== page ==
Gibb’s Hundred Brewing Helps Transform Downtown Greensboro

Gibb’s Hundred Brewing Helps Transform Downtown Greensboro

Craft breweries have been known to transform otherwise forgotten or rundown communities, catalyzing development around them. Gibb’s Hundred Brewing Company in Greensboro, North Carolina, has earned that reputation.

Downtown Greensboro Restoration

gibb's hundred
Gibb’s Hundred Brewing’s The Guilty Party ESB won a gold medal at the 2015 Great American Beer Festival. (Credit: Gibb’s Hundred)

Walk down West Lewis Street in downtown Greensboro and it’s clear this area of town has undergone recent change. Remnants of the railway town’s dingier days remain, but they’re now intermixed with the urban garden at the Greensboro HQ shared workspace, and the industrial chic patio at the newer Boxcar Bar + Arcade. Just past Fainting Goat Spirits is Gibb’s Hundred Brewing Company, where the renovation on West Lewis all began.

When co-founders Mark and Sasha Gibb opened their doors in 2014, there wasn’t much to see on West Lewis, and definitely not anything to drink. Gibb’s was the first business on the block and the second brewery to open in Greensboro; Natty Greene’s Brewing Co. was the first. Now there are five downtown with more on the way. That was the goal— making Greensboro an approachable destination for craft beer.

Before the Gibbs set up shop, only brewpubs that served food could legally open in downtown Greensboro. Production breweries, no matter the size, the city’s zoning laws relegated them to industrial areas. Mark and Sasha convinced the city otherwise and the beer culture has since burgeoned.

(BEER TRAVEL: Charleston | Michigan | San Diego)

Gibb’s Focuses on the Easy-Drinking Beer Styles

Approachability is part of Gibb’s Hundred’s shtick. The brewery is set in a modest brick building, with a patio that overlooks the railroad just a couple hundred feet away. Inside there’s a comfortable tasting room that has just the right balance of family friendliness and darkened tavern mystique. And then there are the beers.

The Gibbs didn’t want to make the hoppiest beers; they didn’t want to make the sourest beers or the highest alcohol beers. They wanted to develop a brewery that had true-style beers.

Gibb’s is well-known for The Guilty Party ESB, which won a gold medal at the 2015 Great American Beer Festival® in the Extra Special Bitter category. It’s fermented colder for this beer’s English yeast strain, and it comes out more malty caramel without too much bitterness or fruitiness.

(READ: Would You Get a Tattoo for Free Beer for Life?)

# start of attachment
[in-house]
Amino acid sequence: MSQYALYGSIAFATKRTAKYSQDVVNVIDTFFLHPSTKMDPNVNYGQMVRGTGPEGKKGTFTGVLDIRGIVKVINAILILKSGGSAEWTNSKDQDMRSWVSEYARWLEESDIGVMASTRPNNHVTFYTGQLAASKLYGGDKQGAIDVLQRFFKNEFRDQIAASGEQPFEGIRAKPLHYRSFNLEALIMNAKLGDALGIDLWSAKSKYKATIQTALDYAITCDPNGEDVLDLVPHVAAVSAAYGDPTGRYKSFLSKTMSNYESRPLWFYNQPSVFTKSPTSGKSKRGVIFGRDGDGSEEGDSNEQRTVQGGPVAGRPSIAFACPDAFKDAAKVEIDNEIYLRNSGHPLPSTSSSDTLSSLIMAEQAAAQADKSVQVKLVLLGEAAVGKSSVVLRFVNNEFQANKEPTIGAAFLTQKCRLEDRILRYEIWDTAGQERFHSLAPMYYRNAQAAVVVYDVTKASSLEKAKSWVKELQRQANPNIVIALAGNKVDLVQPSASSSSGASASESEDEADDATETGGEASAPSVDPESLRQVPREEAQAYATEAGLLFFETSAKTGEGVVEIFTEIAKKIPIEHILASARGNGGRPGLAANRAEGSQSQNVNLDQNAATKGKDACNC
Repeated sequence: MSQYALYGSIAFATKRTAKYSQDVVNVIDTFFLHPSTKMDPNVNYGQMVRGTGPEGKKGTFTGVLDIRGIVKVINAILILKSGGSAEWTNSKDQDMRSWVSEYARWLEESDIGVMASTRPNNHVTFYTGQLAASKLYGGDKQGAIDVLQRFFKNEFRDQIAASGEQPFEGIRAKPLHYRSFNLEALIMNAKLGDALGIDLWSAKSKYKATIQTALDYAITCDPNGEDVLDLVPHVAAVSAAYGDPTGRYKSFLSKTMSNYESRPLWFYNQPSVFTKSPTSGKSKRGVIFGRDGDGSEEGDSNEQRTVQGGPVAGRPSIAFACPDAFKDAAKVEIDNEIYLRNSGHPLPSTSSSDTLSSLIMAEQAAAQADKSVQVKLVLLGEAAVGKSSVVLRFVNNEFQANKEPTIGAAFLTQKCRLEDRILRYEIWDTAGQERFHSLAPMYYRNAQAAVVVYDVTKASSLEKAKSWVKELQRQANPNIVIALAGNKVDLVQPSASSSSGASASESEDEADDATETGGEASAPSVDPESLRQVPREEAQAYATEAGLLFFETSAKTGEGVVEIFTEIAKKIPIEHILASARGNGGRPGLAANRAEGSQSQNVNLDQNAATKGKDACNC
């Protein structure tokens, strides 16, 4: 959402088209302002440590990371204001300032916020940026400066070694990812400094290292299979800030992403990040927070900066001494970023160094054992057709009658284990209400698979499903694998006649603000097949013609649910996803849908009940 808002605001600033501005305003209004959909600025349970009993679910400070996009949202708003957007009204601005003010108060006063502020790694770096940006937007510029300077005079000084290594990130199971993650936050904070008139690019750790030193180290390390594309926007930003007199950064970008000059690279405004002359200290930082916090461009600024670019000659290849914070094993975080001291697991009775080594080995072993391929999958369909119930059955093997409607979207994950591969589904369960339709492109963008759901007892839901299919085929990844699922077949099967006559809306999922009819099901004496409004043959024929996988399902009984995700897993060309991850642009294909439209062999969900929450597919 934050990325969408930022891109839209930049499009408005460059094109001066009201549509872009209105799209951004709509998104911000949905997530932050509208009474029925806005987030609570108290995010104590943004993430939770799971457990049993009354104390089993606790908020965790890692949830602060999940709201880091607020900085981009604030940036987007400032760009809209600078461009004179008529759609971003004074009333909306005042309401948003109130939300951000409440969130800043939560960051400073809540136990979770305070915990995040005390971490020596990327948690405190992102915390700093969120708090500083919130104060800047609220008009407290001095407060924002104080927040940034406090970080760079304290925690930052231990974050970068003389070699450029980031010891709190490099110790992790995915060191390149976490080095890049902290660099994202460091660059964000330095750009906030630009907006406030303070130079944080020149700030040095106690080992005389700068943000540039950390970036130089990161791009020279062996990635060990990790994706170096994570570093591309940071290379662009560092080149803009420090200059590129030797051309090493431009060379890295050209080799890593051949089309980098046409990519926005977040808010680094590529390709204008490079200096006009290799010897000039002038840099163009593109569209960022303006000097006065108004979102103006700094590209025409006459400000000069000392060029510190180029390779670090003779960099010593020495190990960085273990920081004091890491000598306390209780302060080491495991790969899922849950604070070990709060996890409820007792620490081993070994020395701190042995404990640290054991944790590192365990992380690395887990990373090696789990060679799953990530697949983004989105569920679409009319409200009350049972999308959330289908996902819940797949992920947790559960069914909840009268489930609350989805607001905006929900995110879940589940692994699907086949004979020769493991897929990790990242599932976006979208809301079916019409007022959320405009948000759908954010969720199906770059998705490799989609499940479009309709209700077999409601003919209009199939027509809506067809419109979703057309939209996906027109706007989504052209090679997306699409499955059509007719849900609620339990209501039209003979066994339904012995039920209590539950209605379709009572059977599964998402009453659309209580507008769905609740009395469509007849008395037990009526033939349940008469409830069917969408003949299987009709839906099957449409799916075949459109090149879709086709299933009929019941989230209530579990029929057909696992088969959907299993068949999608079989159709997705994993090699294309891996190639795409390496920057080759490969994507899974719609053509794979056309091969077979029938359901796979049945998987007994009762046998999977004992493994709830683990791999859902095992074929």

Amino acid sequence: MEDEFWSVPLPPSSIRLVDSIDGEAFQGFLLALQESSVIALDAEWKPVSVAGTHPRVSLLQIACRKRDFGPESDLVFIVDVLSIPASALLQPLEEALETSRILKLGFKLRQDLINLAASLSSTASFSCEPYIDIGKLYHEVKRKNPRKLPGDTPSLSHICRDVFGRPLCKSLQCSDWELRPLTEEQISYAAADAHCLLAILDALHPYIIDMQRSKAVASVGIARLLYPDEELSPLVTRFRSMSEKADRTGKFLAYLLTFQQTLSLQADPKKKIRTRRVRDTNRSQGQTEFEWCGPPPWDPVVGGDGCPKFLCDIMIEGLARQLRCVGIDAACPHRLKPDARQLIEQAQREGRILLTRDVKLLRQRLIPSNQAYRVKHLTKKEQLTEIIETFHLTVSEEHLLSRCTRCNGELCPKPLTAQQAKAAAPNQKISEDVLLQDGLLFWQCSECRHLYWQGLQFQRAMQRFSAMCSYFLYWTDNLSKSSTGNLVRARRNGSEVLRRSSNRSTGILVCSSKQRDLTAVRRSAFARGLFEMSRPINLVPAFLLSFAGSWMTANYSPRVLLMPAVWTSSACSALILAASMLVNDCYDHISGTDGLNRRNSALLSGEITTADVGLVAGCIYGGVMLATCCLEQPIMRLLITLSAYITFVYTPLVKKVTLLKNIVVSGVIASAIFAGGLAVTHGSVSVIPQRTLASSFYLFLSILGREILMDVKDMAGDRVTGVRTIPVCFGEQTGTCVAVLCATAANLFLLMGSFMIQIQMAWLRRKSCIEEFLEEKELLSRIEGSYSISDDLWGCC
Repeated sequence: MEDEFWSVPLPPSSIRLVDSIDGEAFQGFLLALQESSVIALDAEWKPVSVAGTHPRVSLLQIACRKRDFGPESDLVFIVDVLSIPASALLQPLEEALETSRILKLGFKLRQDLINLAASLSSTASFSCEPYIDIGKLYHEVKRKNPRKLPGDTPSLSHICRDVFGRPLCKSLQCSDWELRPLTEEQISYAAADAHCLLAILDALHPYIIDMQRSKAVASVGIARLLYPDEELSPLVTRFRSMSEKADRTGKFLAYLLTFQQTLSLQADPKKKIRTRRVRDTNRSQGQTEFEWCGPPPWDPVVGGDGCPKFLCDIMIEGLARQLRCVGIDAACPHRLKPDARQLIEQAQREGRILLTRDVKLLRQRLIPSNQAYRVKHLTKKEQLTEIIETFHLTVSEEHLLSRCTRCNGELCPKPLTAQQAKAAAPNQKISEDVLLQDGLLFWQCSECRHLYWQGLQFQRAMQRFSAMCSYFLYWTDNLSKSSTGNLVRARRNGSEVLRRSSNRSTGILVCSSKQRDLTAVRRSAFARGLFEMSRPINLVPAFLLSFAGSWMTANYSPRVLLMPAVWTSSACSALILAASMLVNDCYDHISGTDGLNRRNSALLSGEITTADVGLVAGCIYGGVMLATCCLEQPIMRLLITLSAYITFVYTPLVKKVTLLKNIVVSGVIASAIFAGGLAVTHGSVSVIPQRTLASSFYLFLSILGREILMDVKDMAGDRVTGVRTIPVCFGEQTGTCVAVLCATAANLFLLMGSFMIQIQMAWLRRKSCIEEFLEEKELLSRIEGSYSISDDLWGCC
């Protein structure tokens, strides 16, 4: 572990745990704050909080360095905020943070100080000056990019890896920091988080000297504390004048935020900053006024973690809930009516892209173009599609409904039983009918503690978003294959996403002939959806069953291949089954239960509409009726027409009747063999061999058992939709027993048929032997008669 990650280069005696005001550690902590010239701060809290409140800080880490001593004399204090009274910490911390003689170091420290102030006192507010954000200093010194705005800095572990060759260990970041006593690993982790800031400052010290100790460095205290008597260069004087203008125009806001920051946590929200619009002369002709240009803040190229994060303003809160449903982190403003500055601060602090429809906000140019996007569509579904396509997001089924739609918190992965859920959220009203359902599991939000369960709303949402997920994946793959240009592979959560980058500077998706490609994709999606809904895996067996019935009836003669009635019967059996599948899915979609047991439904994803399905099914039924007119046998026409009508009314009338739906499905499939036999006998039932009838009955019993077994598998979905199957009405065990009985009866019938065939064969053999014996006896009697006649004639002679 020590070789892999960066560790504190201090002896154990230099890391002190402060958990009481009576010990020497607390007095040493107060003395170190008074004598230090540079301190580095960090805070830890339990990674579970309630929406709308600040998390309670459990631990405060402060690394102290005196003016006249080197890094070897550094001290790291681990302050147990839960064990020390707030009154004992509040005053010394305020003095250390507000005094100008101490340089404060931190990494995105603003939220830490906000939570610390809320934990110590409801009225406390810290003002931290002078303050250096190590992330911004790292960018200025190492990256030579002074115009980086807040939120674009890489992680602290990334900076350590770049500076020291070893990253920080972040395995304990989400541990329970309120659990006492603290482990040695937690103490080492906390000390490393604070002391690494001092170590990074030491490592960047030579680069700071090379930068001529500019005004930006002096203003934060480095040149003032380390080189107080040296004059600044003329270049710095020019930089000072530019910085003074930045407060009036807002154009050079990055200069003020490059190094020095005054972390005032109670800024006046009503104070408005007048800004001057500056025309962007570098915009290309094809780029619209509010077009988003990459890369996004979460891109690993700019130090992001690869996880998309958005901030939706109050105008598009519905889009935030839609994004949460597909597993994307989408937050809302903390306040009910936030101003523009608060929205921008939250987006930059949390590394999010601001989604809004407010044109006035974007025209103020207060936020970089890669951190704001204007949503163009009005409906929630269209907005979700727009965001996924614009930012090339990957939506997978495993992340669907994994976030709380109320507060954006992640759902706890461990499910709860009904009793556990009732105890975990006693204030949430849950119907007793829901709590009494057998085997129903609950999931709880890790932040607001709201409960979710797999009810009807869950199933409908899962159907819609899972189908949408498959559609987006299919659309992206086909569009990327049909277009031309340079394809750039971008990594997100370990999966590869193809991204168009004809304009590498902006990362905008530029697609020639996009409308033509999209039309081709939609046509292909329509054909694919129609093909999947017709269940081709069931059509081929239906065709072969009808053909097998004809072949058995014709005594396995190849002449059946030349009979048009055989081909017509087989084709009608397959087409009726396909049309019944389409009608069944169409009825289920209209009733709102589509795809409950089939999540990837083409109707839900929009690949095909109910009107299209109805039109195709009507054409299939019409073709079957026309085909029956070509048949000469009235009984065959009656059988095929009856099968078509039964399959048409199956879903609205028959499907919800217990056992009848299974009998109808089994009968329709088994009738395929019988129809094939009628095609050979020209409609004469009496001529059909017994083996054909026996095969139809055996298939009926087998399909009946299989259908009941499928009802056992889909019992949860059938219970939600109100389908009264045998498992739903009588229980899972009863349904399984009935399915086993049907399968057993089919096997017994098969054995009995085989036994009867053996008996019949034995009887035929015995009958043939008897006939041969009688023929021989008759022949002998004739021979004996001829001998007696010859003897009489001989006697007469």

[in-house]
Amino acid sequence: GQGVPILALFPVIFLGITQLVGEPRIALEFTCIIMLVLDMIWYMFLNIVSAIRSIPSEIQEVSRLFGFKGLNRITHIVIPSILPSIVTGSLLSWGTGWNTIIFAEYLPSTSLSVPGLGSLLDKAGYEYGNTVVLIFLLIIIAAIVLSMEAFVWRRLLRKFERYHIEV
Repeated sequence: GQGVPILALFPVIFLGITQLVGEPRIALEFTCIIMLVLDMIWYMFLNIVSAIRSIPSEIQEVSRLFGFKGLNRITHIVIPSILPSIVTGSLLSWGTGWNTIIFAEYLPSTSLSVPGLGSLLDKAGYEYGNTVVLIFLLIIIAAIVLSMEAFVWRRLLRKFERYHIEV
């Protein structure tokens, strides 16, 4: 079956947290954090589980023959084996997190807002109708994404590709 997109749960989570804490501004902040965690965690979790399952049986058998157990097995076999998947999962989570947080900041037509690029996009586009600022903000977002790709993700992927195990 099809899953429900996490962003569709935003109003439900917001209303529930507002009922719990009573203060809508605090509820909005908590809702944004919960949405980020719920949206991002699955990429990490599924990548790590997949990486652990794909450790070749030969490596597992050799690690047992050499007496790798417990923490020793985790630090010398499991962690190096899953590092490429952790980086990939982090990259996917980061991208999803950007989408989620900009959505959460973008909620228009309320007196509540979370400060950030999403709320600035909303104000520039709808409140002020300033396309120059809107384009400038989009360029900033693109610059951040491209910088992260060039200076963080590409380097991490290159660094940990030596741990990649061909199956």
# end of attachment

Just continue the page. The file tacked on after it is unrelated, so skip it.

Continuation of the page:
The Guilty Party is one of Gibb’s most popular beers, along with the Blind Man’s Holiday Pale Ale. It’s a citrus-forward, tropical beer that tastes like a crisp pale ale but smells like a dry-hopped IPA. With a strong Vienna and Marris Otter malt presence and the juicy pungency of six hop varieties, this hits the sweet spot between pale ale and IPA – “just like our hometown of Greensboro hits the sweet spot between the coast and the mountains,” the beer description says.

Try at Least Two

Gibb’s also brews the Mosaic and Crystal-hopped Monkeysphere IPA and the West Coast-style Shearing the Wolf IPA, as well as a saison, a wheat beer, a milk stout, an imperial stout, and an imperial Berliner Weisse. All of the beers are brewed with subtlety and drinkability in mind. Beer 101 Course

“I want you to want at least two of them,” said John Priest, the brewery’s first head brewer. “I think that should be every brewer’s goal— people saying I want to order another one of those beers once I finish this one.”

(READ: Adidas Launches Shoes Made for Beer Festivals)

Currently under the leadership of Head Brewer William Brown, Gibb’s Hundred cans The Guilty Party ESB. Cans of The Blind Man’s Holiday Pale Ale and the Monkeysphere IPA will be available soon. The bulk of Gibb’s Hundred beers, though, are still sold in-house.

“We’ve always wanted to be a community brewery,” says Mark, who’s also a proud history buff. The brewery name Hundred comes from a term used to designate land regions in the 1800s. “They were often home to county courthouses that handled small jurisdiction, back in Thomas Jefferson’s days of small government that was close to the people.”

“A hundred was a subdivision of a country that supported homesteads,” Mark adds. Arguably Gibb’s Hundred is doing just that.